Secondary Logo

Journal Logo


Dietary interventions to improve outcomes in chronic kidney disease

Goraya, Nimrita; Wesson, Donald E.a,b

Author Information
Current Opinion in Nephrology and Hypertension: November 2015 - Volume 24 - Issue 6 - p 505-510
doi: 10.1097/MNH.0000000000000160
  • Free



Chronic kidney disease (CKD) is a global cause of increased morbidity and mortality and CKD-related deaths and years of life lost due to CKD increased between 1990 and 2010 [1], indicating an ongoing health challenge. Although increased cardiovascular disease (CVD) is a well described contributor to the excess mortality of CKD [2], excess mortality in patients with nondialysis-dependent CKD is due additionally to increased noncardiovascular causes, particularly malignancy [3▪]. Diet is the largest CKD-related death and disability risk factor [1] yet there has been little emphasis on dietary strategies to reduce CKD progression and its associated health and economic costs. The quintessential question of ‘Doctor, what can I really eat?’ often goes unanswered in early CKD stages when adoption of a healthier diet might slow glomerular filtration rate (GFR) decline and thereby reduce the prevalence of complete kidney failure [4]. Current kidney protection guidelines recommend control of intake of protein, sodium, and phosphorus and management of metabolic acidosis [5]. We will systematically analyze each recommendation and provide our own opinion-based recommendations.

Box 1
Box 1:
no caption available


Target dietary protein intake for people with diabetes and chronic kidney disease stages 1–4 should be the Recommended Daily Allowance of 0.8 g/kg body weight per day. (B)-KDOQI 5.1

The impact of protein restriction in diet was examined in the Modification of Diet in Renal Disease study [6]. The study showed that a low protein diet (0.58 g/kg/day) caused an initial rapid decline in GFR in 1585 patients with stage 3 CKD that slowed after 4 months [6]. In addition, the projected decline in GFR at 3 years was not different from a usual protein diet (1.3 g/kg/day) [6]. The Modification of Diet in Renal Disease study tested if the amount of daily dietary protein intake affected the rate of GFR decline in patients whose GFR was already decreased at baseline. How a low-protein diet might slow GFR decline is incompletely understood, even in animal studies. One possibility is that dietary protein restriction reduces proteinuria, even when given in conjunction with angiotensin-converting enzyme inhibitors [7]. More recent studies support that the character of ingested dietary protein, rather than the daily amount ingested, plays a more important contributory role to the rate of further GFR decline in patients with reduced GFR.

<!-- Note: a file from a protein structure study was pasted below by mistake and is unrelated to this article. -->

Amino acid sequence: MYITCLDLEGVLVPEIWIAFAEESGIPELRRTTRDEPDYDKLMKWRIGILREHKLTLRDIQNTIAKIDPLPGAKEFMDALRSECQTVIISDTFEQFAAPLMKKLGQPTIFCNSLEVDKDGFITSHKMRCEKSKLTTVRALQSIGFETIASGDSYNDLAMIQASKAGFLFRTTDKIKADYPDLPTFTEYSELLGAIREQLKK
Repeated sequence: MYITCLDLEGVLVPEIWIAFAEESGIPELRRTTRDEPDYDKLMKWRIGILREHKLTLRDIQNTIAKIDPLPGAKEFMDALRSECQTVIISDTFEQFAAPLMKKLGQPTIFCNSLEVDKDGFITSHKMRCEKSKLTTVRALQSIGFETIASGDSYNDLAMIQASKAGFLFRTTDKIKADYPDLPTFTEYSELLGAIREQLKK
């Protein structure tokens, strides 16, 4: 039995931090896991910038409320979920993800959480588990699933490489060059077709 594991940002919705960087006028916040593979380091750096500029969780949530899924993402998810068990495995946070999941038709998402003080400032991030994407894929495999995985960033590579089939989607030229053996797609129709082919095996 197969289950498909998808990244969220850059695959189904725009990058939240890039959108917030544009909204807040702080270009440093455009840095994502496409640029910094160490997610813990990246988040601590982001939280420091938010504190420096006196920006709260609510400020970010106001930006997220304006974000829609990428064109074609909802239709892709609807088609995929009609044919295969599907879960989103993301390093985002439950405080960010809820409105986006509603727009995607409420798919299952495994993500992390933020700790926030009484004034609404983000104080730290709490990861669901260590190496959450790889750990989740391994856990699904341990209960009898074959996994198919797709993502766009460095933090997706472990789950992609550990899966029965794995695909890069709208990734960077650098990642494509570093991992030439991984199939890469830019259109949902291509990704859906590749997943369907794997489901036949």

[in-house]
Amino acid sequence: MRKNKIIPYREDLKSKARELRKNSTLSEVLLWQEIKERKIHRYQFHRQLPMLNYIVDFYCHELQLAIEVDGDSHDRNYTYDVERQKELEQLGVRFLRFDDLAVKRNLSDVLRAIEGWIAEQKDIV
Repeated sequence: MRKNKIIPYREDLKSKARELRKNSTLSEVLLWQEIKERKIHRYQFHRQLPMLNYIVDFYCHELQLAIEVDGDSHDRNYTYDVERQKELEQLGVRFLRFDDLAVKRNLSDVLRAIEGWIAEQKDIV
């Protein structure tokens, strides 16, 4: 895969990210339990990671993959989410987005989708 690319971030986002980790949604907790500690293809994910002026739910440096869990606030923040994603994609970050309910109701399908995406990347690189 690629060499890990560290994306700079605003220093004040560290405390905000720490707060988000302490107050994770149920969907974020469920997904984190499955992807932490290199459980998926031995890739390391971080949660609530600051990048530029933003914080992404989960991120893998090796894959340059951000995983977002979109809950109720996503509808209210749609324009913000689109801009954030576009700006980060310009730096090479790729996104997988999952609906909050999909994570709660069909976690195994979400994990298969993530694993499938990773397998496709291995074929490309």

Diets typical of industrialized societies are acid-producing, due mostly to proportionately greater amounts of animal-sourced protein (which is acid-producing) than plant-sourced protein (which is largely base producing) [8]. High acid-producing diets are more likely to induce metabolic acidosis in patients with reduced compared with normal GFR [9]. Metabolic acidosis of CKD increases protein catabolism [10] mediated through the ATP-dependent ubiquitin-proteasome system [11]. Correction of metabolic acidosis in CKD with oral NaHCO3 decreases protein catabolism, improves protein balance with increased muscle mass, and decreases induction of the ubiquitin-proteasome system [12]. Animal [13,14] and patient [15,16,17▪] studies support correction of metabolic acidosis in CKD with Na+-based alkali (NaHCO3 or Na+ citrate) slows GFR decline. These studies show the importance of dietary acid reduction in slowing nephropathy progression and can be accomplished with oral Na+-based alkali (NaHCO3 or Na+ citrate) or by increased ingestion of base-producing foods like fruits and vegetables (i.e., plant-sourced protein) [18]. We posit that kidney-protective dietary recommendations regarding protein should emphasize ingestion of base-producing, plant-sourced, protein in patients who can tolerate the additional K+ load rather than emphasizing reduced intake of the animal-sourced protein typical of diets of industrialized societies.